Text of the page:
Nature Reviews Immunology 10, 47-58 (January 2010) | doi:10.1038/nri2689

Evolution of host innate defence: insights from Caenorhabditis elegans and primitive invertebrates

Javier E. Irazoqui1, Jonathan M. Urbach2 & Frederick M. Ausubel2  About the authors


The genetically tractable model organism Caenorhabditis elegans was first used to model bacterial virulence in vivo a decade ago. Since then, great strides have been made in identifying the host response pathways that are involved in its defence against infection. Strikingly, C. elegans seems to detect, and respond to, infection without the involvement of its homologue of Toll-like receptors, in contrast to the well-established role for these proteins in innate immunity in mammals. What, therefore, do we know about host defence mechanisms in C. elegans and what can they tell us about innate immunity in higher organisms?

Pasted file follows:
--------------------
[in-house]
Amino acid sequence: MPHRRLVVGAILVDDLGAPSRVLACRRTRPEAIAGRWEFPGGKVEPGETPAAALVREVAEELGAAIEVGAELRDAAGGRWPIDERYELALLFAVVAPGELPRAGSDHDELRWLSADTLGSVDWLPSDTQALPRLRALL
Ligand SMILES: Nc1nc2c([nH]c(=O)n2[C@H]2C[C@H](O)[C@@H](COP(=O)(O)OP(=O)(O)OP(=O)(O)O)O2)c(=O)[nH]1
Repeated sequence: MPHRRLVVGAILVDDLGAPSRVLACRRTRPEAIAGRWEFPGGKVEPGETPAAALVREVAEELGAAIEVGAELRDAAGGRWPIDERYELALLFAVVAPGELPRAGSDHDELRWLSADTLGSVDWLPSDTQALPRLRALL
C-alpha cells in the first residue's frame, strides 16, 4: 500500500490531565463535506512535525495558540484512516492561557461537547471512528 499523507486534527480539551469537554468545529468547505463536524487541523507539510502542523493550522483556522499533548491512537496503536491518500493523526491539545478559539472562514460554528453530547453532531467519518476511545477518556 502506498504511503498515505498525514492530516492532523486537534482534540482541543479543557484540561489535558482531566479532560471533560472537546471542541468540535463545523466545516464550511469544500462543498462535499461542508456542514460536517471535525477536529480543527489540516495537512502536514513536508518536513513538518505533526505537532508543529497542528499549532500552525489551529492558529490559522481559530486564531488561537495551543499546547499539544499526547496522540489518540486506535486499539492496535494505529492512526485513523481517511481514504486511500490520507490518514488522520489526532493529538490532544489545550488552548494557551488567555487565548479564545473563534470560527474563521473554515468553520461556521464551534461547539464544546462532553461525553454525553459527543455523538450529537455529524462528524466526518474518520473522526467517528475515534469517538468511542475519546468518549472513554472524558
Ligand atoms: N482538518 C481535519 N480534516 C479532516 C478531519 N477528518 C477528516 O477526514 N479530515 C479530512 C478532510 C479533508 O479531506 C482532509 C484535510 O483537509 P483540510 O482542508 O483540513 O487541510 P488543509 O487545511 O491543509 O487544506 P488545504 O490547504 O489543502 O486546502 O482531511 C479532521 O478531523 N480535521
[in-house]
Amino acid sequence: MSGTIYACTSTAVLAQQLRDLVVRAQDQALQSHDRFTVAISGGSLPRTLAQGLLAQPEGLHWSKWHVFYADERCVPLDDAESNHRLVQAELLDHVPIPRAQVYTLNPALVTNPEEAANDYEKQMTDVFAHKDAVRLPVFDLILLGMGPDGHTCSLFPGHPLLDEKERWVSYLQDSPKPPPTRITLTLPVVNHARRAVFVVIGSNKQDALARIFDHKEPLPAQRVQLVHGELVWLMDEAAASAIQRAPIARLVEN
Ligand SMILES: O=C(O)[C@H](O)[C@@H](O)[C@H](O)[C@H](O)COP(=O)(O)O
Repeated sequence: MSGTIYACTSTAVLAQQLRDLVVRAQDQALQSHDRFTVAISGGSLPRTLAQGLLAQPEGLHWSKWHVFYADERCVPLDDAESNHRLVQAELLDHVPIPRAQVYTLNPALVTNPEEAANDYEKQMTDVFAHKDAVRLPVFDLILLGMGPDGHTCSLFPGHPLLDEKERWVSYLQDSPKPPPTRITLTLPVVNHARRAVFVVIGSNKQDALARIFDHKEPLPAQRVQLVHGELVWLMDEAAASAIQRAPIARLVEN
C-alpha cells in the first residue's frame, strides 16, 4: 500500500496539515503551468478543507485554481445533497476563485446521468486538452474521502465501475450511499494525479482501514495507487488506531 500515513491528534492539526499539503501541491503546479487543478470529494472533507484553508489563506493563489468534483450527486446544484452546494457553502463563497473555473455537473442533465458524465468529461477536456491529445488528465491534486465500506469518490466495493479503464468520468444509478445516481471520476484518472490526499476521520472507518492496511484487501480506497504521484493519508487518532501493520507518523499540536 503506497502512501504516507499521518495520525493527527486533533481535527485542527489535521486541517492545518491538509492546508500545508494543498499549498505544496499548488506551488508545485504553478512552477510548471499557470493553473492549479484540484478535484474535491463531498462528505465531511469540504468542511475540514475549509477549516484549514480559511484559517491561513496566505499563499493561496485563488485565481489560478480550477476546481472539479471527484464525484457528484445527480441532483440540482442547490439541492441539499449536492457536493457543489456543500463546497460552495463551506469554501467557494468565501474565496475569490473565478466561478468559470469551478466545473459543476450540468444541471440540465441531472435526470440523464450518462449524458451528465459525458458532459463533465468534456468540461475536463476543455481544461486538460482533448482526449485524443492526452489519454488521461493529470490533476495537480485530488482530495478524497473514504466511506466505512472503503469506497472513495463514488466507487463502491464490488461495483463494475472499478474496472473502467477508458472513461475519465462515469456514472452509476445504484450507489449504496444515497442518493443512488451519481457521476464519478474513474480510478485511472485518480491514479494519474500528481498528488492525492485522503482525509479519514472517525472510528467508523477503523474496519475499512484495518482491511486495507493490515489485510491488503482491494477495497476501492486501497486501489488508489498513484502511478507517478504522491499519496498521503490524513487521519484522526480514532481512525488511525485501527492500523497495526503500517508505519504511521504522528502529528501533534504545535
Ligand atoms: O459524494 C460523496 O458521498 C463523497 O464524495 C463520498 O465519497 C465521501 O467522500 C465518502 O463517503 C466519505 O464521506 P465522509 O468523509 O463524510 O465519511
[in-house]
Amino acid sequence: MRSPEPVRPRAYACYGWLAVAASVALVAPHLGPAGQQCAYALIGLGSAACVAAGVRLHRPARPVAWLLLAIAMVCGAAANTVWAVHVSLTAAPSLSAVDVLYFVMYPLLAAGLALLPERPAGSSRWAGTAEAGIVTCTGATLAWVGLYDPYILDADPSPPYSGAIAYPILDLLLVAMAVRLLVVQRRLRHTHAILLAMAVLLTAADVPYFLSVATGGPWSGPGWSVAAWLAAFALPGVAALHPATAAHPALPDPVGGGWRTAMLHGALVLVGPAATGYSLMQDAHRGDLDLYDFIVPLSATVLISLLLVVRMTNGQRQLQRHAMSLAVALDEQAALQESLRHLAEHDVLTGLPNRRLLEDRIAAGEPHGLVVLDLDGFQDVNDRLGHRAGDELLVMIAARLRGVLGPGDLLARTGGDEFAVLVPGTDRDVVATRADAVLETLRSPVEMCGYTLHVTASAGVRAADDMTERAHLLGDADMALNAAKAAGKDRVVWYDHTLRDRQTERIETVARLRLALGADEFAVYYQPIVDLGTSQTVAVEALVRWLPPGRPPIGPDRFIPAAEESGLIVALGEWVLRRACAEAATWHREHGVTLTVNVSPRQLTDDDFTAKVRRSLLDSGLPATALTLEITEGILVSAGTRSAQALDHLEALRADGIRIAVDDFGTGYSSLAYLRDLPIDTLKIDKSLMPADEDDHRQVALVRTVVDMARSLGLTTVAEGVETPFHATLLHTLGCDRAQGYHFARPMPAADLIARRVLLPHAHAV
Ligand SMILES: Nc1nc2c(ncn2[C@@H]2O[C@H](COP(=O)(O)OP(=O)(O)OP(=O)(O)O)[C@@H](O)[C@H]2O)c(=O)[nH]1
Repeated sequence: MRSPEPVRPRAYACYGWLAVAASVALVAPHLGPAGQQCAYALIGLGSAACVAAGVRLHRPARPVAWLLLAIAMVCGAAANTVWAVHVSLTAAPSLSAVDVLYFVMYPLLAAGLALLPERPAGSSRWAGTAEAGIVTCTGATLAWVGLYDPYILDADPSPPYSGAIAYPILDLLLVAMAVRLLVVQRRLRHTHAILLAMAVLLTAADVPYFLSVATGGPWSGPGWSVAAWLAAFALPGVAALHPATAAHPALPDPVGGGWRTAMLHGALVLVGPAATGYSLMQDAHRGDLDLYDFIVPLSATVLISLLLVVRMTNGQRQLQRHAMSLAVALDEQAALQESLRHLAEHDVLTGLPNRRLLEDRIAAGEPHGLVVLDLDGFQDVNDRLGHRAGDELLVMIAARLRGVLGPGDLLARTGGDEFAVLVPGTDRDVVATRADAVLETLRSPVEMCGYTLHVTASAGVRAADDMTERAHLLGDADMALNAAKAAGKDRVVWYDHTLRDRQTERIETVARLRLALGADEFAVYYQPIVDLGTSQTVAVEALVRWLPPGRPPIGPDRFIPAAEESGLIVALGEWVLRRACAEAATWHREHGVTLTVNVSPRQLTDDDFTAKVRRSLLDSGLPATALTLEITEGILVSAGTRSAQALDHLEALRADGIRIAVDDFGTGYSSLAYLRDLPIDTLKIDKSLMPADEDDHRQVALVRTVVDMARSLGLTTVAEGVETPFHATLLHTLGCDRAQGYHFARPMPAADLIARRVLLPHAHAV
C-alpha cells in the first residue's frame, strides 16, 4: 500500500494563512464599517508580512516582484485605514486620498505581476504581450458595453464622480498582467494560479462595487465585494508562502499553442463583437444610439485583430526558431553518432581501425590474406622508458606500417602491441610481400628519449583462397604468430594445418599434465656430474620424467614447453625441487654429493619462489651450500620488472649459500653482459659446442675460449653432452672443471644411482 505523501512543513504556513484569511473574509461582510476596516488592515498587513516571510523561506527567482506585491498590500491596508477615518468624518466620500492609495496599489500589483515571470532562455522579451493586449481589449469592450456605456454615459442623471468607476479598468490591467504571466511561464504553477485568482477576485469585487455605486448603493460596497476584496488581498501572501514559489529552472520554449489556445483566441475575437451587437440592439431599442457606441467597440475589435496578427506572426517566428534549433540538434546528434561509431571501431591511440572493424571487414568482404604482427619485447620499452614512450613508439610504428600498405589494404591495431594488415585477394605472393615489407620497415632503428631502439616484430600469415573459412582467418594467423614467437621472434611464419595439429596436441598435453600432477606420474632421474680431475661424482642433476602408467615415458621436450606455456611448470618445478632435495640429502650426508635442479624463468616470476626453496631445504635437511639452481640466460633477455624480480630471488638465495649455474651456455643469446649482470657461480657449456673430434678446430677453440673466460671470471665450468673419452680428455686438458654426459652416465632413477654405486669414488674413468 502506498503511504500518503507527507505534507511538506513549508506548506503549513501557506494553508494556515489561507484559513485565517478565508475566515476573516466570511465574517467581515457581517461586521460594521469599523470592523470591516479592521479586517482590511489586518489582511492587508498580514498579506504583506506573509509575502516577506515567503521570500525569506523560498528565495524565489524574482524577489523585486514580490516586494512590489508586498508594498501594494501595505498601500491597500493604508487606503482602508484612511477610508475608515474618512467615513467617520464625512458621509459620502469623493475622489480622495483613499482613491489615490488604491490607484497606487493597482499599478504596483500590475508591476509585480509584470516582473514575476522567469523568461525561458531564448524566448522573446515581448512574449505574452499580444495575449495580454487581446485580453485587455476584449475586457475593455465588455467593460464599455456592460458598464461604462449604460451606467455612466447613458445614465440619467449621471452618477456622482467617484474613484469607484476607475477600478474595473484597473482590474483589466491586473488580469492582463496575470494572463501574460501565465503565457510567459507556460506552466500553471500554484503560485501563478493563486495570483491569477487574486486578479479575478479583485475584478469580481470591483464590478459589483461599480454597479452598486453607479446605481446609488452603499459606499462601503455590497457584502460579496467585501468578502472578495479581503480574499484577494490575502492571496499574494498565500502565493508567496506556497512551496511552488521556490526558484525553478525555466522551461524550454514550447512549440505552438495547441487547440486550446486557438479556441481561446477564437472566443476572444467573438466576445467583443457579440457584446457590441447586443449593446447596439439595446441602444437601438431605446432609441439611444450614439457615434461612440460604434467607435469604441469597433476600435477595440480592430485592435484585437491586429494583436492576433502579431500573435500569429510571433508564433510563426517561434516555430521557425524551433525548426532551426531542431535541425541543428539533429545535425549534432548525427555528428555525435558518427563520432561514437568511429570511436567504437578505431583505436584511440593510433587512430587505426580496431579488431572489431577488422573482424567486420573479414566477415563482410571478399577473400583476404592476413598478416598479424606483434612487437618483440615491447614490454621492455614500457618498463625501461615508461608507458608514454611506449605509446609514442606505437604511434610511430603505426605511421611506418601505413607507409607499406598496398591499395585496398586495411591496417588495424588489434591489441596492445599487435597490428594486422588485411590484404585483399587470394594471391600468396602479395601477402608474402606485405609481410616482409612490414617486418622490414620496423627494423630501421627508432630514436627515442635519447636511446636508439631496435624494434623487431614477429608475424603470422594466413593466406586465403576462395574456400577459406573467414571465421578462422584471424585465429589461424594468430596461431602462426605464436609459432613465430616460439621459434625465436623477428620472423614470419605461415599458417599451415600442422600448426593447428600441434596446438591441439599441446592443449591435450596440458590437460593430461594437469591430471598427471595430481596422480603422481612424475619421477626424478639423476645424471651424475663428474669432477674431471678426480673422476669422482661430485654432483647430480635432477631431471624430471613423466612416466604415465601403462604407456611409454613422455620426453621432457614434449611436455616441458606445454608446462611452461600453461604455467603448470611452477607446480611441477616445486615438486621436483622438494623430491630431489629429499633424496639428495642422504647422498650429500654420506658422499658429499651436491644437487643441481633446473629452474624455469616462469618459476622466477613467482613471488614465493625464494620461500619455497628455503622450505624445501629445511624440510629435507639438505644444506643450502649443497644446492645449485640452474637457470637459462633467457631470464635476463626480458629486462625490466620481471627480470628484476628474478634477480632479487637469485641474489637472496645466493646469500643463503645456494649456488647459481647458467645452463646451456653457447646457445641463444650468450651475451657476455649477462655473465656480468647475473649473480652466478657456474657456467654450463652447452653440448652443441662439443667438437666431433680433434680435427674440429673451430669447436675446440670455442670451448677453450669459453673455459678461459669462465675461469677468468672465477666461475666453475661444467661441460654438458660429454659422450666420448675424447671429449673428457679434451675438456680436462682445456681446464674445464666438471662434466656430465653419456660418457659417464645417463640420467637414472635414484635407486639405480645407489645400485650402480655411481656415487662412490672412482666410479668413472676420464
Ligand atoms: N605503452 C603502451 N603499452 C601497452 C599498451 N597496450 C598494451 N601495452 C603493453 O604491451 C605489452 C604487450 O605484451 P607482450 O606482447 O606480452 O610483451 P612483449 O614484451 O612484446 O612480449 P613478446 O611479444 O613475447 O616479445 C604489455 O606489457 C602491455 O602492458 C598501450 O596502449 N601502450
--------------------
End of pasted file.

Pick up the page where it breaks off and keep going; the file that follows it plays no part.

Author affiliations

  1. Department of Pediatrics, Harvard Medical School and Program in Developmental Immunology, Massachusetts General Hospital, Boston, Massachusetts 02114, USA.
  2. Department of Genetics, Harvard Medical School and Department of Molecular Biology, Massachusetts General Hospital, Boston, Massachusetts 02114, USA.

Correspondence to: Frederick M. Ausubel2 Email: